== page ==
My landlord wears a flashlight strapped to his forehead while he works. He's tall and large-bodied, and he has a habit of turning a conversational "oh" into a three-syllable word. A friend of mine thinks he's goofy. More than once he kept his flashlight on during a close-range conversation. I squirmed and blinked and rubbed my eyes against the glare, but none of my reactions tipped him off.
I am under a landlord hex. This isn't your typical landlord-tenant dispute regarding money or property damage. The hex has to do with people who aren't quite fit to be trusted with the keys to your home.
So far, my record is 1-3. Only one of four landlords in Chicago hasn't caused me great distress. Before I'm accused of hyperbole, hear me out.
My first landlord was a bipolar schizophrenic who called the cops on me and my roommate. Another landlord exposed himself to me. And my fourth and current flashlight-ready landlord is (I suspect) snooping around my bedroom when I'm not home.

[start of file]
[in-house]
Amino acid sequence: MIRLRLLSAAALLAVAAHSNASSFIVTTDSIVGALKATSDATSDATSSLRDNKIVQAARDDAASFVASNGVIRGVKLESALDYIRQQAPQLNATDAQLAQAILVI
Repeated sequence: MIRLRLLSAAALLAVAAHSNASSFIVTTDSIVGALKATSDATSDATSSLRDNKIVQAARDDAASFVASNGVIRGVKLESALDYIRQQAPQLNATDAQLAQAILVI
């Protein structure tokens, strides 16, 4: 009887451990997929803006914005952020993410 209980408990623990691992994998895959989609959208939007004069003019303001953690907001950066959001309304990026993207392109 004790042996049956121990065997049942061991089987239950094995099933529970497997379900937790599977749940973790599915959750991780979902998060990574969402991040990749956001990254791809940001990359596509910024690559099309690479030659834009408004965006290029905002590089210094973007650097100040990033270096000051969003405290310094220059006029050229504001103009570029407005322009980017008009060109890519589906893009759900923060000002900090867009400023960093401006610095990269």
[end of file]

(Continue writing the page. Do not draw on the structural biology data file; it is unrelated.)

"Well, you're weird," said another friend. "You attract weird people. Makes perfect sense to me."
I think my dilemma has less to do with my weirdness and more to do with the properties. The common denominator in my poor track record points to houses with character, houses that are a little odd, a little old, and a far cry from the modern standards of a gut rehab.
My first apartment in Chicago was an attic unit I shared with a friend. We lived in a canary-yellow Victorian that had a strawberry patch leading up to the house. Below us lived our landlord with his oversized St. Bernard, and below them, a young couple with a daughter.
Right out of a fairy tale, no?
Our landlord had the name of a magician or an occultist. He was in his early 40s at the time, a civil engineer, unemployed, recently divorced, by turns solemn and spirited. He was given to make irrational remarks about global politics, which were easy enough to dismiss, though soon he was talking about a hidden camera in his fire alarm.